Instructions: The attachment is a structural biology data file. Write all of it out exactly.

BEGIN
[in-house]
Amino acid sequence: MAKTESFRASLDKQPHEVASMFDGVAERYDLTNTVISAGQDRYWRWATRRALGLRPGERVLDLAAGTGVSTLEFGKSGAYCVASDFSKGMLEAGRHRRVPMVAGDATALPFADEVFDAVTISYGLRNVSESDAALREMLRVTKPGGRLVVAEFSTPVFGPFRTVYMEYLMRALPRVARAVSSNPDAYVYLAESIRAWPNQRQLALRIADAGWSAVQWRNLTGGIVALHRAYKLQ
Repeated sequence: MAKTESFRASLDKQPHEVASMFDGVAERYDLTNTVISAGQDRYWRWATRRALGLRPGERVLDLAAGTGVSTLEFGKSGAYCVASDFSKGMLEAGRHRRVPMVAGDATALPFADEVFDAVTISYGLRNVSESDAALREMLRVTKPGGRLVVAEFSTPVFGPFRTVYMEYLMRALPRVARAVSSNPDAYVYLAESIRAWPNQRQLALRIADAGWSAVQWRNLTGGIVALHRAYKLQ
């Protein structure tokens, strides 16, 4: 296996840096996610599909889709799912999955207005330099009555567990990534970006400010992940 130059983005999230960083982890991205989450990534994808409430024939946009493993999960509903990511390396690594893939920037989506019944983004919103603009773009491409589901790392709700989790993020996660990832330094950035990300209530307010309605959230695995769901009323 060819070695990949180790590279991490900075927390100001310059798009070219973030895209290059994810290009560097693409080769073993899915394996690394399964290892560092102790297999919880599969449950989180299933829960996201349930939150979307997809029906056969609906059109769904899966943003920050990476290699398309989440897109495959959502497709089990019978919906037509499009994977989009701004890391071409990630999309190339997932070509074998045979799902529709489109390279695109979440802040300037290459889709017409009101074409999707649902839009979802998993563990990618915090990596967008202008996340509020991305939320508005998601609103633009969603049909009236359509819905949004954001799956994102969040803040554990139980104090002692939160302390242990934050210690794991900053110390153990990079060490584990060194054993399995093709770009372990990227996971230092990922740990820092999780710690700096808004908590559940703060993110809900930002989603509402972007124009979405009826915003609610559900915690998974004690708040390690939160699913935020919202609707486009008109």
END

[in-house]
Amino acid sequence: MAKTESFRASLDKQPHEVASMFDGVAERYDLTNTVISAGQDRYWRWATRRALGLRPGERVLDLAAGTGVSTLEFGKSGAYCVASDFSKGMLEAGRHRRVPMVAGDATALPFADEVFDAVTISYGLRNVSESDAALREMLRVTKPGGRLVVAEFSTPVFGPFRTVYMEYLMRALPRVARAVSSNPDAYVYLAESIRAWPNQRQLALRIADAGWSAVQWRNLTGGIVALHRAYKLQ
Repeated sequence: MAKTESFRASLDKQPHEVASMFDGVAERYDLTNTVISAGQDRYWRWATRRALGLRPGERVLDLAAGTGVSTLEFGKSGAYCVASDFSKGMLEAGRHRRVPMVAGDATALPFADEVFDAVTISYGLRNVSESDAALREMLRVTKPGGRLVVAEFSTPVFGPFRTVYMEYLMRALPRVARAVSSNPDAYVYLAESIRAWPNQRQLALRIADAGWSAVQWRNLTGGIVALHRAYKLQ
């Protein structure tokens, strides 16, 4: 296996840096996610599909889709799912999955207005330099009555567990990534970006400010992940 130059983005999230960083982890991205989450990534994808409430024939946009493993999960509903990511390396690594893939920037989506019944983004919103603009773009491409589901790392709700989790993020996660990832330094950035990300209530307010309605959230695995769901009323 060819070695990949180790590279991490900075927390100001310059798009070219973030895209290059994810290009560097693409080769073993899915394996690394399964290892560092102790297999919880599969449950989180299933829960996201349930939150979307997809029906056969609906059109769904899966943003920050990476290699398309989440897109495959959502497709089990019978919906037509499009994977989009701004890391071409990630999309190339997932070509074998045979799902529709489109390279695109979440802040300037290459889709017409009101074409999707649902839009979802998993563990990618915090990596967008202008996340509020991305939320508005998601609103633009969603049909009236359509819905949004954001799956994102969040803040554990139980104090002692939160302390242990934050210690794991900053110390153990990079060490584990060194054993399995093709770009372990990227996971230092990922740990820092999780710690700096808004908590559940703060993110809900930002989603509402972007124009979405009826915003609610559900915690998974004690708040390690939160699913935020919202609707486009008109």